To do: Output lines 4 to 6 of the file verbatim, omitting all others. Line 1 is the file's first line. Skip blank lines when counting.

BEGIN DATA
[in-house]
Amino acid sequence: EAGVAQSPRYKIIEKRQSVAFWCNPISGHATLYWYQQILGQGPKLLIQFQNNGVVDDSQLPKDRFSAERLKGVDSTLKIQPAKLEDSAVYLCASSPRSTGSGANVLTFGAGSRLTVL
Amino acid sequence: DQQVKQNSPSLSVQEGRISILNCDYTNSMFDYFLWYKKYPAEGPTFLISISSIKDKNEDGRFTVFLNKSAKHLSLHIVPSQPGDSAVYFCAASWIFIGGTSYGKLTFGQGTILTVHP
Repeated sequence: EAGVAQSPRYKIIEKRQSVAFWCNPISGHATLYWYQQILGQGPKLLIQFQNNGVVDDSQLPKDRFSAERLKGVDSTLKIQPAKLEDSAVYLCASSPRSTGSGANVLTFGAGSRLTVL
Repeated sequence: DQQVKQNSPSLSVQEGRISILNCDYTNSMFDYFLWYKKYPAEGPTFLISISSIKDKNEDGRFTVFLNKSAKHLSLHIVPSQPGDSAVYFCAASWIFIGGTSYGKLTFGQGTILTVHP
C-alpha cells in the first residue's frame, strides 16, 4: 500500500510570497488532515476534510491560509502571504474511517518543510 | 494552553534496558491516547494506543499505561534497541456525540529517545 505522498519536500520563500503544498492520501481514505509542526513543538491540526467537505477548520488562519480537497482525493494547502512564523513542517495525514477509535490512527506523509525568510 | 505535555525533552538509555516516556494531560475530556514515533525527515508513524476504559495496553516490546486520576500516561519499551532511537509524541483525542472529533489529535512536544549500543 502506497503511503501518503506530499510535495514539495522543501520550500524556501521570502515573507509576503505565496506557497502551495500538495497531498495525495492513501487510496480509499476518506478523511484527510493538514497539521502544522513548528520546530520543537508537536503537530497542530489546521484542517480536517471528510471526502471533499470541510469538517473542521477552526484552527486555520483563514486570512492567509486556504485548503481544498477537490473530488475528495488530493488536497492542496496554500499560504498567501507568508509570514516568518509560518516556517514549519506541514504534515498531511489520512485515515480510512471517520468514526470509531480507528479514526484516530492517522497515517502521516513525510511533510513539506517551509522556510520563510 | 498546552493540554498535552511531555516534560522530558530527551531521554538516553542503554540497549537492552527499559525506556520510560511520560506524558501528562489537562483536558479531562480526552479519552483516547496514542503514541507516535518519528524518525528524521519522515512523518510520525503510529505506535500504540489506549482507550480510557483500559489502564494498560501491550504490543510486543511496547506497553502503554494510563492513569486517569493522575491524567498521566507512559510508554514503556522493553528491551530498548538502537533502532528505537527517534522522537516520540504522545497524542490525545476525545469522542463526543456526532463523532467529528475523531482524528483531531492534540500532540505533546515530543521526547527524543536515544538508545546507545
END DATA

Repeated sequence: EAGVAQSPRYKIIEKRQSVAFWCNPISGHATLYWYQQILGQGPKLLIQFQNNGVVDDSQLPKDRFSAERLKGVDSTLKIQPAKLEDSAVYLCASSPRSTGSGANVLTFGAGSRLTVL
Repeated sequence: DQQVKQNSPSLSVQEGRISILNCDYTNSMFDYFLWYKKYPAEGPTFLISISSIKDKNEDGRFTVFLNKSAKHLSLHIVPSQPGDSAVYFCAASWIFIGGTSYGKLTFGQGTILTVHP
C-alpha cells in the first residue's frame, strides 16, 4: 500500500510570497488532515476534510491560509502571504474511517518543510 | 494552553534496558491516547494506543499505561534497541456525540529517545 505522498519536500520563500503544498492520501481514505509542526513543538491540526467537505477548520488562519480537497482525493494547502512564523513542517495525514477509535490512527506523509525568510 | 505535555525533552538509555516516556494531560475530556514515533525527515508513524476504559495496553516490546486520576500516561519499551532511537509524541483525542472529533489529535512536544549500543 502506497503511503501518503506530499510535495514539495522543501520550500524556501521570502515573507509576503505565496506557497502551495500538495497531498495525495492513501487510496480509499476518506478523511484527510493538514497539521502544522513548528520546530520543537508537536503537530497542530489546521484542517480536517471528510471526502471533499470541510469538517473542521477552526484552527486555520483563514486570512492567509486556504485548503481544498477537490473530488475528495488530493488536497492542496496554500499560504498567501507568508509570514516568518509560518516556517514549519506541514504534515498531511489520512485515515480510512471517520468514526470509531480507528479514526484516530492517522497515517502521516513525510511533510513539506517551509522556510520563510 | 498546552493540554498535552511531555516534560522530558530527551531521554538516553542503554540497549537492552527499559525506556520510560511520560506524558501528562489537562483536558479531562480526552479519552483516547496514542503514541507516535518519528524518525528524521519522515512523518510520525503510529505506535500504540489506549482507550480510557483500559489502564494498560501491550504490543510486543511496547506497553502503554494510563492513569486517569493522575491524567498521566507512559510508554514503556522493553528491551530498548538502537533502532528505537527517534522522537516520540504522545497524542490525545476525545469522542463526543456526532463523532467529528475523531482524528483531531492534540500532540505533546515530543521526547527524543536515544538508545546507545